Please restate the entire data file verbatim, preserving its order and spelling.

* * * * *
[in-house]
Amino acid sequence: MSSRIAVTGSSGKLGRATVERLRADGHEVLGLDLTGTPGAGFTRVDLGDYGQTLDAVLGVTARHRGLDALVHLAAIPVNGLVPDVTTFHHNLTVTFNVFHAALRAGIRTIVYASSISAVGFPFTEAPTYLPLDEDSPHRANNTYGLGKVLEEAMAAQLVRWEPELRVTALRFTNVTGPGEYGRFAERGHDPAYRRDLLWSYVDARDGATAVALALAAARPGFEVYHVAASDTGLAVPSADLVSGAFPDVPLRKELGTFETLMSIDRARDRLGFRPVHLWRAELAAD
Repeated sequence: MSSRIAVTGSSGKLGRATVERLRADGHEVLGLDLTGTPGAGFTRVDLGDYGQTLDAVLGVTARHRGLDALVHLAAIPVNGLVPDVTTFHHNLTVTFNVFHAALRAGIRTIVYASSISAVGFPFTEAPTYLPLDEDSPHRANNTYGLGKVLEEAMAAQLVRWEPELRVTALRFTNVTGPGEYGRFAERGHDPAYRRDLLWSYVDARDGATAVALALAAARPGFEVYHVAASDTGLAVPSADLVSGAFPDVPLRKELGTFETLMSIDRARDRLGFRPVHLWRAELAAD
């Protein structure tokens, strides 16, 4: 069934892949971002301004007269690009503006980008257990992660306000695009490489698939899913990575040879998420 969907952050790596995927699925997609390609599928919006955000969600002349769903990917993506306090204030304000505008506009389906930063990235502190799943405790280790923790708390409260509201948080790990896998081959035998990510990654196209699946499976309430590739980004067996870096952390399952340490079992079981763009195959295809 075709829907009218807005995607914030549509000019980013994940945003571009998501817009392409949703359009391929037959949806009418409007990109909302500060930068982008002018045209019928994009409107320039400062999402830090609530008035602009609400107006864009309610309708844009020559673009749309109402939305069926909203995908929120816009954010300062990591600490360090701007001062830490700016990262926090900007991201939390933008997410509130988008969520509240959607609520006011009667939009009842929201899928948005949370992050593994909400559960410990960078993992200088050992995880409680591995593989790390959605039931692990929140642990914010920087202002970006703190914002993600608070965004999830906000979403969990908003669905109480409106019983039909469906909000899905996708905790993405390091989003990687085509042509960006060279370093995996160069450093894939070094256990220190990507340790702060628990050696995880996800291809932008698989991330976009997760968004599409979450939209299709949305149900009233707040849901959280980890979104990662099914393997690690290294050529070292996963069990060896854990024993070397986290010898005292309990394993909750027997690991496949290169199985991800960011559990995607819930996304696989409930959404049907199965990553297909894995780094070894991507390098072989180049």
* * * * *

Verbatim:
[in-house]
Amino acid sequence: MSSRIAVTGSSGKLGRATVERLRADGHEVLGLDLTGTPGAGFTRVDLGDYGQTLDAVLGVTARHRGLDALVHLAAIPVNGLVPDVTTFHHNLTVTFNVFHAALRAGIRTIVYASSISAVGFPFTEAPTYLPLDEDSPHRANNTYGLGKVLEEAMAAQLVRWEPELRVTALRFTNVTGPGEYGRFAERGHDPAYRRDLLWSYVDARDGATAVALALAAARPGFEVYHVAASDTGLAVPSADLVSGAFPDVPLRKELGTFETLMSIDRARDRLGFRPVHLWRAELAAD
Repeated sequence: MSSRIAVTGSSGKLGRATVERLRADGHEVLGLDLTGTPGAGFTRVDLGDYGQTLDAVLGVTARHRGLDALVHLAAIPVNGLVPDVTTFHHNLTVTFNVFHAALRAGIRTIVYASSISAVGFPFTEAPTYLPLDEDSPHRANNTYGLGKVLEEAMAAQLVRWEPELRVTALRFTNVTGPGEYGRFAERGHDPAYRRDLLWSYVDARDGATAVALALAAARPGFEVYHVAASDTGLAVPSADLVSGAFPDVPLRKELGTFETLMSIDRARDRLGFRPVHLWRAELAAD
């Protein structure tokens, strides 16, 4: 069934892949971002301004007269690009503006980008257990992660306000695009490489698939899913990575040879998420 969907952050790596995927699925997609390609599928919006955000969600002349769903990917993506306090204030304000505008506009389906930063990235502190799943405790280790923790708390409260509201948080790990896998081959035998990510990654196209699946499976309430590739980004067996870096952390399952340490079992079981763009195959295809 075709829907009218807005995607914030549509000019980013994940945003571009998501817009392409949703359009391929037959949806009418409007990109909302500060930068982008002018045209019928994009409107320039400062999402830090609530008035602009609400107006864009309610309708844009020559673009749309109402939305069926909203995908929120816009954010300062990591600490360090701007001062830490700016990262926090900007991201939390933008997410509130988008969520509240959607609520006011009667939009009842929201899928948005949370992050593994909400559960410990960078993992200088050992995880409680591995593989790390959605039931692990929140642990914010920087202002970006703190914002993600608070965004999830906000979403969990908003669905109480409106019983039909469906909000899905996708905790993405390091989003990687085509042509960006060279370093995996160069450093894939070094256990220190990507340790702060628990050696995880996800291809932008698989991330976009997760968004599409979450939209299709949305149900009233707040849901959280980890979104990662099914393997690690290294050529070292996963069990060896854990024993070397986290010898005292309990394993909750027997690991496949290169199985991800960011559990995607819930996304696989409930959404049907199965990553297909894995780094070894991507390098072989180049």